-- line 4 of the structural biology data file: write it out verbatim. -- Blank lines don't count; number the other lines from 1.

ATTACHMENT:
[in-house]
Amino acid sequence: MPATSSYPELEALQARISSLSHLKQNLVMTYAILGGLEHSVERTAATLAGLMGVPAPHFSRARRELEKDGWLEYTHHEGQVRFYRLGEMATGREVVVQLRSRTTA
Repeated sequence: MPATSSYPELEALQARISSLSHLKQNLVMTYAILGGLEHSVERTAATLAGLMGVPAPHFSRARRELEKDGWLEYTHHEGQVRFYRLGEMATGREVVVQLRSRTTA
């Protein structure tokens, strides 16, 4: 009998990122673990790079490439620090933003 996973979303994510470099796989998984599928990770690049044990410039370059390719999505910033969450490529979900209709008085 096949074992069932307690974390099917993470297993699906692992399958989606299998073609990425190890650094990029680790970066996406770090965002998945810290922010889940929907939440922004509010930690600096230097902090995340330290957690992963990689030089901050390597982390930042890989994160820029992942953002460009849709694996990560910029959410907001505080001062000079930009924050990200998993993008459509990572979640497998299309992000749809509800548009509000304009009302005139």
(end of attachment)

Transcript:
């Protein structure tokens, strides 16, 4: 009998990122673990790079490439620090933003 996973979303994510470099796989998984599928990770690049044990410039370059390719999505910033969450490529979900209709008085 096949074992069932307690974390099917993470297993699906692992399958989606299998073609990425190890650094990029680790970066996406770090965002998945810290922010889940929907939440922004509010930690600096230097902090995340330290957690992963990689030089901050390597982390930042890989994160820029992942953002460009849709694996990560910029959410907001505080001062000079930009924050990200998993993008459509990572979640497998299309992000749809509800548009509000304009009302005139």